KENILWORTH – The more than 400 attendees jammed inside the Galloping Hill Golf Course clubhouse for the New Jersey Democratic State Committee’s annual Jefferson Jackson Dinner on Monday night probably expected Virginia Governor Terry McAuliffe, a longtime ally of Bill and Hillary Clinton, to talk about Hillary’s potential run for President in 2016.
McAuliffe, however, decided to cut the evening’s considerable crowd down to a select size, cutting through months of strategic chessboard maneuvering to isolate a certain group in the audience.
“I think I met at least five people in the photo op that said they were running for governor. So if I could ask those five to stand up who said they were going to run for governor, let’s give them a round of applause!” McAuliffe said, smiling. “Come on, guys! Don’t be shy!”
A surreal shudder went through the group of prominent New Jersey Democrats sitting at the same table in front of the podium.
“Oh my God,” whispered one of the people positioned close by. “McAuliffe didn’t just touch the third rail. He licked it.”
Then, one by one, they stood.
First went state Assemblyman John Wisniewski (D-19). Then went state Senator Ray Lesniak (D-20). Next was former U.S. Ambassador to Germany Phil Murphy. Finally, Jersey City Mayor Steve Fulop got on his feet. The four men even joined hands for a fleeting moment.
Why four, not five? State Senate President Steve Sweeney (D-3) left early, shortly before the evening’s speeches began.
After indirectly making most of the 2017 New Jersey Democratic gubernatorial candidates declare their intentions, McAuliffe, the co-chairman of President Bill Clinton’s 1996 reelection campaign and the former Democratic National Committee chairman, became intent on pointing out the path to victory for Garden State Democrats.
“We were on the defense the entire 2014 election. We should have been on the offense,” said McAuliffe, referring to last year’s rough results for Congressional Democrats, who suffered a net loss of 13 House seats. “America in the last five years has created more jobs than Europe, Japan and all the developed countries added together. The stock market is up 150 percent. And 15 million Americans today have health care that did not have it. We ought to stand up and be proud and let people know that. So candidates for governor, get out with the message.”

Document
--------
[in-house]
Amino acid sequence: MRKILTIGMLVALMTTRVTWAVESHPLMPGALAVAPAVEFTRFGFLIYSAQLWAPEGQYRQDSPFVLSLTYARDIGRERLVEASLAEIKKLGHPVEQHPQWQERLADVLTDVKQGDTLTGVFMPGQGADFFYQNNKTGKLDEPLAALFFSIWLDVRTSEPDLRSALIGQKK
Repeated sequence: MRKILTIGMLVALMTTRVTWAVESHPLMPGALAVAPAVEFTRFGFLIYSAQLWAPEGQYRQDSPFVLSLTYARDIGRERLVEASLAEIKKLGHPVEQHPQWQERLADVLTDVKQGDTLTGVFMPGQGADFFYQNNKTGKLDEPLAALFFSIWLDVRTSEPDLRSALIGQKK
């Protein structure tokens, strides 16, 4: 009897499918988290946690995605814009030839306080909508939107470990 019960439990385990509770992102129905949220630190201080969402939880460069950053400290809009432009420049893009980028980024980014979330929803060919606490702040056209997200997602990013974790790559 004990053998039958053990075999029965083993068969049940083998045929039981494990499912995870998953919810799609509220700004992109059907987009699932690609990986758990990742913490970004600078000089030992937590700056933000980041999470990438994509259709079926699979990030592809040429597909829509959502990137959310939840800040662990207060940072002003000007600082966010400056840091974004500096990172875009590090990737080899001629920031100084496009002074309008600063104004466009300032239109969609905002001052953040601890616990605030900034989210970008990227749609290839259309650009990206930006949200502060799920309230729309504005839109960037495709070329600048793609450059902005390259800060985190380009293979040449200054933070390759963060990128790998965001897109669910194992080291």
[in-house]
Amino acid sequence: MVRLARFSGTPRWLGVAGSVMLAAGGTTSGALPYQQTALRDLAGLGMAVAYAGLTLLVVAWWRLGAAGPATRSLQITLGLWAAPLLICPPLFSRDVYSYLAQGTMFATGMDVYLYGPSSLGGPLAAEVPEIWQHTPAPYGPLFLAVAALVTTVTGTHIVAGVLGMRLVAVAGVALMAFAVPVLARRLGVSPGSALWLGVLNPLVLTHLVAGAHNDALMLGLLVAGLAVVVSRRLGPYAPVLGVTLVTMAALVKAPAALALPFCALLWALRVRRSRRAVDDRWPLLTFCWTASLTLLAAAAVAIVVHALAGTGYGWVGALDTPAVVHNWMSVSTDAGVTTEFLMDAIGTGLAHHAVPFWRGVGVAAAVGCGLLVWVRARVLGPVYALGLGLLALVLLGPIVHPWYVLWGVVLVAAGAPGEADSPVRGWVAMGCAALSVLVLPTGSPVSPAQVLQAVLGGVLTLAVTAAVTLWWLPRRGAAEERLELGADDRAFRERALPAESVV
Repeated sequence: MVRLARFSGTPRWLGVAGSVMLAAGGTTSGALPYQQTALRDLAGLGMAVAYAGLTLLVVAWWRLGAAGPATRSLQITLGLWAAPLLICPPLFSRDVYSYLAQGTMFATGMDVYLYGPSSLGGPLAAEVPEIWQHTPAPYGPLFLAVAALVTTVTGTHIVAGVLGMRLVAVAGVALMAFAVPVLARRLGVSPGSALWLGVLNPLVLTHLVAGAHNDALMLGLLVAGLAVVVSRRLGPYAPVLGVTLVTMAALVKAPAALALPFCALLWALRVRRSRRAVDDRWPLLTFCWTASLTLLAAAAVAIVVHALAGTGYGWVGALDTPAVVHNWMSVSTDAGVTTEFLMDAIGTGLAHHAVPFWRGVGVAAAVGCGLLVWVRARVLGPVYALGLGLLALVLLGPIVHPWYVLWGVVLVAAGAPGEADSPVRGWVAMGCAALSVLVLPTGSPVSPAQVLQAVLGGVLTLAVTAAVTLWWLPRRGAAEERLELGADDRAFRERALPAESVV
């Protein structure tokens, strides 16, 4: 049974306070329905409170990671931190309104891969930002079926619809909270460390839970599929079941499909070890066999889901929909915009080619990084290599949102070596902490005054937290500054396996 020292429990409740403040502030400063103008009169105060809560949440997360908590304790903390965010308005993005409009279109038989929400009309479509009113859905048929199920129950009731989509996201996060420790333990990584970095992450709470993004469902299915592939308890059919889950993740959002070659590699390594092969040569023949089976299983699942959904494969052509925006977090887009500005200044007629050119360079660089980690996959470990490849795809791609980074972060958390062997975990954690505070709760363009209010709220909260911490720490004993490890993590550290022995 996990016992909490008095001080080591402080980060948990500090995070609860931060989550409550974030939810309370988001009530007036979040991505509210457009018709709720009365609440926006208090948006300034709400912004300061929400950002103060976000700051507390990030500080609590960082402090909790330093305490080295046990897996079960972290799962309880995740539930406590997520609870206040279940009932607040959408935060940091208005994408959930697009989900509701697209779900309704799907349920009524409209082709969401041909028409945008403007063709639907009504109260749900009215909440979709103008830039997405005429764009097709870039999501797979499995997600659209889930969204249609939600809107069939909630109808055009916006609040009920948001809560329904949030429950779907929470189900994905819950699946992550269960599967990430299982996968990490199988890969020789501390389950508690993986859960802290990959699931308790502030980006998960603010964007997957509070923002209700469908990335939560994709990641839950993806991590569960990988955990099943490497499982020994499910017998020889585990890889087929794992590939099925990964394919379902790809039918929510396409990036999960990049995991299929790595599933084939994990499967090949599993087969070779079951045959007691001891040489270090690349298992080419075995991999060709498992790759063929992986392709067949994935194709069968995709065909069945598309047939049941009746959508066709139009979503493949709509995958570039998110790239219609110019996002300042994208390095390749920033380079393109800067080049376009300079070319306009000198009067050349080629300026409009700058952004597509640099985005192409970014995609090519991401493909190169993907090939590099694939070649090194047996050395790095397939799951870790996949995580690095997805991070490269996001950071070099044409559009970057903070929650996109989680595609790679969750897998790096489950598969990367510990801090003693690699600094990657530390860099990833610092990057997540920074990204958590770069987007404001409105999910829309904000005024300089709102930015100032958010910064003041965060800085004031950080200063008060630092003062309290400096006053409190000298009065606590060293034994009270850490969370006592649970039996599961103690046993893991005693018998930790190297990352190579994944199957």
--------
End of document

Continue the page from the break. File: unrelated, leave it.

McAuliffe, an upstate New York native and a Clinton devotee, noted that he didn’t exactly fit the regular profile to be elected governor of the southern swing-state of Virginia, which he referred to as “the capital of the Confederacy.” But unlike that Lost Cause, McAuliffe was able to win the Virginia governor’s race on his second try in 2013.
“I took stands that I believed in,” McAuliffe said, listing his positions in favor of same-sex marriage, women’s health care rights and responsible gun ownership that includes background checks. “You’ve got to be smart and motivate your base. Because of our message, we had the biggest turnout ever in a governor’s race. I got more votes as a Democrat for governor than any Democrat in the history of the Commonwealth of Virginia.”
While McAuliffe made all of the New Jersey Democratic gubernatorial candidates present stand up, he called on the state’s Democrats to rise up in general.
“My message to all of you is be bold. Fight,” McAuliffe said on a night when Democrats raised more than $200,000, according to party officials. “This is not a sport for the sidelines. Democrats lose when we try to play cute and when don’t stand for what we believe in. I would rather lose than change my position on an issue. I don’t poll if I know where I stand on an issue. With the numbers you have in your Senate and your Assembly, you should have a Democratic governor here.”